From July 9-14, 10,350 high explosive shells fell on the 52nd Brigade sector killing 14 and wounding 84, with intense shelling directed on the 103rd HQ at La Voie du Chatel on July 10. In rain and fog at midnight on July 14, the entire 26th Division front was again heavily shelled with a combination of high explosive and gas, including 1500 rounds falling on the 103rd Infantry positions in the woods near La Voie du Chatel. Another day-long enemy bombardment occurred across the entire Divisional sector on July 15, drenching it with mustard gas. Overnight the 103rd Infantry had 300 mustard and 100 high explosive shells fall on the area of the Regimental P.C. (Command Post) between the hours of 2100-2230 hours on July 15 and 0115-0400 hours on July 16…

Somewhere in the Pas Fini Sector, 7/6/1918


Dear Em and the rest.


As usual I am at this writing, O.K. and although we are now in the thick of it, I am very confident that Ill be all right when things are settled. I try to send a letter from no matter where I happen to be, and at present Im writing this because I have the opportunity, and the inclination (for Im never minus this latter).


Ive answered the two letters you last sent and Im in hopes of getting some more mail soon. Of late Im always pleased, yes, and feel lucky beleive me, to be able to say Im as usual. Some time I hope to be able to relate to you some of the things Ive seen and experienced but at present they had better be left unsaid. Every thing is forgotten as soon as they happen and for this reason I think I would make a very bad story if I tried to explain what is and what has been going on.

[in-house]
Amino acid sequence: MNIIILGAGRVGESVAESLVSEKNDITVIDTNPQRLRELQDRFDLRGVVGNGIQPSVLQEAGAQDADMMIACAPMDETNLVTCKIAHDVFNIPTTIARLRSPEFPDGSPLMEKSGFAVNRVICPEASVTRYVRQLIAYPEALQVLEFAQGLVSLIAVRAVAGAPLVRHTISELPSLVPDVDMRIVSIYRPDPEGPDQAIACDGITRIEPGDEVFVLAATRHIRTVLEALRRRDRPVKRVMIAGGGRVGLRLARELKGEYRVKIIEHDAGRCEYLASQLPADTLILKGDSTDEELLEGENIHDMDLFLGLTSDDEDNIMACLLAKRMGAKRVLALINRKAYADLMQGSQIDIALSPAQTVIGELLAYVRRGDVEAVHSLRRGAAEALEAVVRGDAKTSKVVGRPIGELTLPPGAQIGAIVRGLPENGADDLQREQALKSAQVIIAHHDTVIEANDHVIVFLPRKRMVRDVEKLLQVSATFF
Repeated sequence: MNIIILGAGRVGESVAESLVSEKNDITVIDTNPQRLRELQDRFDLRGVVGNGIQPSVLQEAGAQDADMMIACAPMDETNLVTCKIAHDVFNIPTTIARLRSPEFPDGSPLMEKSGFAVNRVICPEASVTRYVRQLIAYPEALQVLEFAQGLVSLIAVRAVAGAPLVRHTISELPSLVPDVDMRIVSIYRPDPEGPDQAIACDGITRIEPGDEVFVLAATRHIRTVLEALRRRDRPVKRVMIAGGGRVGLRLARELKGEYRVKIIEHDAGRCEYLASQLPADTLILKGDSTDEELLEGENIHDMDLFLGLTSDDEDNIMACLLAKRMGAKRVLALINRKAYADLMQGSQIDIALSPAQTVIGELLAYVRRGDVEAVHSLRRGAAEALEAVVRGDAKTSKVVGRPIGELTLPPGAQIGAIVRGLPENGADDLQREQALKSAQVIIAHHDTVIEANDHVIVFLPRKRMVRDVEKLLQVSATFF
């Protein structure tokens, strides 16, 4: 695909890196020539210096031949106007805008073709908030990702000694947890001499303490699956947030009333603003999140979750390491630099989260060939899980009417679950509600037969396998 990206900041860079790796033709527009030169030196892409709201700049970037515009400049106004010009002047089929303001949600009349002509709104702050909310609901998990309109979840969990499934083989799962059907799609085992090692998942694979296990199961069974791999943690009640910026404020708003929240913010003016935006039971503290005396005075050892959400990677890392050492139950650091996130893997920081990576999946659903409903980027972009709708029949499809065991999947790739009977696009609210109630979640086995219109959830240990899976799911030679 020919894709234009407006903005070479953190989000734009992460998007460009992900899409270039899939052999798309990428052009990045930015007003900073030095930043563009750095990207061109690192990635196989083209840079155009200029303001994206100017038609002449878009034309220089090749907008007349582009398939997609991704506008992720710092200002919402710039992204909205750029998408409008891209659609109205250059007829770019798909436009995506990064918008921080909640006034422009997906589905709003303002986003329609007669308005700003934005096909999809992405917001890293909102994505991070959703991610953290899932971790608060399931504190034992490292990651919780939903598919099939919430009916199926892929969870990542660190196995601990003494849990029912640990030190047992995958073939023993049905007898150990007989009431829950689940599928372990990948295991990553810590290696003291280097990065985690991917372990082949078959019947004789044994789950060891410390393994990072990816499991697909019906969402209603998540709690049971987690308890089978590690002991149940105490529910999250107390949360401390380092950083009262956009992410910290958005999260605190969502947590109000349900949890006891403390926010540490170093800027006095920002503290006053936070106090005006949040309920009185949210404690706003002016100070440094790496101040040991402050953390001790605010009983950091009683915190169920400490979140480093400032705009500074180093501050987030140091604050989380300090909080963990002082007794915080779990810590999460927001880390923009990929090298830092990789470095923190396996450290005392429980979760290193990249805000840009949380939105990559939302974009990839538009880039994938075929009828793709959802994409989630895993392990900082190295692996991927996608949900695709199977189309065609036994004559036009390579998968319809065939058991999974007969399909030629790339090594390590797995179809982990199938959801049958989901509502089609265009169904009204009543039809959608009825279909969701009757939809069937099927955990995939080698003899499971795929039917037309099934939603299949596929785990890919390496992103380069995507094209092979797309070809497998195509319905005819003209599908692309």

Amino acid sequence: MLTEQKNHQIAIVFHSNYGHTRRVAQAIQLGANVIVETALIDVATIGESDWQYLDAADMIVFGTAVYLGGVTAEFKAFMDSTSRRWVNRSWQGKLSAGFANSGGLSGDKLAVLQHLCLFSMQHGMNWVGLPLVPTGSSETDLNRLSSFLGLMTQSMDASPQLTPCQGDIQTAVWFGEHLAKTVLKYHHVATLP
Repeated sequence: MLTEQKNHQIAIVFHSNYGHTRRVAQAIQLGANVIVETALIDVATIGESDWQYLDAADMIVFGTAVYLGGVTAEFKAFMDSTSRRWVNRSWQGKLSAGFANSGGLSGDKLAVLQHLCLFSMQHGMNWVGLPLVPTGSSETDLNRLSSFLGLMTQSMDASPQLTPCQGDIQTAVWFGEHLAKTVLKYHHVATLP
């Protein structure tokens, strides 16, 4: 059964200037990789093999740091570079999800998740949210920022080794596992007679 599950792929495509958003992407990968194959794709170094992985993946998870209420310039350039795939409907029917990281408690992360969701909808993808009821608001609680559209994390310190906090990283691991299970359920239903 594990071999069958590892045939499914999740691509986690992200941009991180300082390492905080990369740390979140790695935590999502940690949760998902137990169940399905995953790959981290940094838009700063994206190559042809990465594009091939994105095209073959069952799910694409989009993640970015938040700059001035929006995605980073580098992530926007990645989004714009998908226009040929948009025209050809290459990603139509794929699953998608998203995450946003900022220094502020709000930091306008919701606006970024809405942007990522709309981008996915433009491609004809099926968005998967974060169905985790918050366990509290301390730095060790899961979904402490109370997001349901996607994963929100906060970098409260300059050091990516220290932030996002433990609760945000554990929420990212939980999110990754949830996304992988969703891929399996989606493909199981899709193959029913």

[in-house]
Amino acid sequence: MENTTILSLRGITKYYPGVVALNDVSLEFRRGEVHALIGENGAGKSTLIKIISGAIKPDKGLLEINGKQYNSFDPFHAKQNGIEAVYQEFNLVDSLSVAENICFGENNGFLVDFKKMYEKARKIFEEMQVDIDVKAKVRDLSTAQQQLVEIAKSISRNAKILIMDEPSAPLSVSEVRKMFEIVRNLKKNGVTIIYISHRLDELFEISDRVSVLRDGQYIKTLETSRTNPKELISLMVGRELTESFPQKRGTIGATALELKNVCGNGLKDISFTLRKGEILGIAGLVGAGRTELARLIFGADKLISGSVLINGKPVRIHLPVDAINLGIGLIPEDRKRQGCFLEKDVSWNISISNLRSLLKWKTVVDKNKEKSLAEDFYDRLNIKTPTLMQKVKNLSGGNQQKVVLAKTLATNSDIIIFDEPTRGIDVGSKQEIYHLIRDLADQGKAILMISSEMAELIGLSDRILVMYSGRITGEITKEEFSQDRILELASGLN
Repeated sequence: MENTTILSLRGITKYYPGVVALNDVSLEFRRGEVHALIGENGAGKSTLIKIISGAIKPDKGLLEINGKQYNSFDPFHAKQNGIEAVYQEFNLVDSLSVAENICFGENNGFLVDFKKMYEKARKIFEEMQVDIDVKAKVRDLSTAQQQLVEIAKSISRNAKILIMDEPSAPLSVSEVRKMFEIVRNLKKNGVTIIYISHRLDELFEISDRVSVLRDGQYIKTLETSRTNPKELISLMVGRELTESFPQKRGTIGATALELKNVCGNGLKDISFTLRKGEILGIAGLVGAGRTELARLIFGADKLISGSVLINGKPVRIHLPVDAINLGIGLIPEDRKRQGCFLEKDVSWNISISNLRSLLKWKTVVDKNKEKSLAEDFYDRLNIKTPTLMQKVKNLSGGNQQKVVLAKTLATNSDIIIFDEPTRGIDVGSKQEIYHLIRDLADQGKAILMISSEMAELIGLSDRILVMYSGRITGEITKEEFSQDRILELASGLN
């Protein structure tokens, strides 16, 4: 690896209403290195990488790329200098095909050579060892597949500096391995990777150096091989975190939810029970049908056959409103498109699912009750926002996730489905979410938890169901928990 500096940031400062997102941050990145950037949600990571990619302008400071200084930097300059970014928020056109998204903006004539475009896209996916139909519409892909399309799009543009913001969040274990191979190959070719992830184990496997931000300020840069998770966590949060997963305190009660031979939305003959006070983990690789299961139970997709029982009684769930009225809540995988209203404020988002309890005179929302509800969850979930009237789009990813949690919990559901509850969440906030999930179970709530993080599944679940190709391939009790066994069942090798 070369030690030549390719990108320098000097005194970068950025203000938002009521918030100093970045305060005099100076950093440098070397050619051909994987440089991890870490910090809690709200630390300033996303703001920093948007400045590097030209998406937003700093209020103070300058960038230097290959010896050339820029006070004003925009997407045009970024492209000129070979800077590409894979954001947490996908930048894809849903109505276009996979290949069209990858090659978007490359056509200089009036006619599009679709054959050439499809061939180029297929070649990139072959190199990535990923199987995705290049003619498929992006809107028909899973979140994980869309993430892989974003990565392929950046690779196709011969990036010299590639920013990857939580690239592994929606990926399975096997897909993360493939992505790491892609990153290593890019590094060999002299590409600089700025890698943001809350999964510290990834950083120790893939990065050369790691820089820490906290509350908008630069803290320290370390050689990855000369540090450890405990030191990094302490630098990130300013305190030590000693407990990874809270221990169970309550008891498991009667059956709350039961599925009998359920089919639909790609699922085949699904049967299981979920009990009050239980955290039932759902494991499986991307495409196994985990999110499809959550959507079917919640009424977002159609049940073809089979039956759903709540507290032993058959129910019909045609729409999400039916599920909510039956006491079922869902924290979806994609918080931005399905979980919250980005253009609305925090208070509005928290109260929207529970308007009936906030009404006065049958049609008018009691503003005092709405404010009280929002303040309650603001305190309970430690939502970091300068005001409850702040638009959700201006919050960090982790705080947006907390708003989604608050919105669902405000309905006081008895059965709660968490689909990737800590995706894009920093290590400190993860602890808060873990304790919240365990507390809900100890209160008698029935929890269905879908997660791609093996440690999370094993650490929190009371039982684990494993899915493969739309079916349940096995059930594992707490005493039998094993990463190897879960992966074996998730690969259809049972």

I don’t know how you have been receiving my mail, but I hope the few I do write get to you in a reasonable length of time. I hope this mistle finds every one in the best of health and spirits. Rest assured that I will be unless that bunch on the other side of us here don’t spill the beans, and put into reality (for me) that song “I don’t want to get well.”


You say Em that by my letters you can tell how Im feeling and just what mood Im in. Well Em if you follow them very close latly you will see that Im in the mood to just let you know that they havent got me yet and that is all.


I am going to grab off a little chow now and am in hopes of getting a little pound tonight, and so Ill close as ever.



Samuel E. Avery Hdq. Co. 103rd Inf. Am. Ex. Forces.



© Copyright 2009 by Richard Landers, All Rights Reserved. No reproduction without permission.

Happy Independence Day!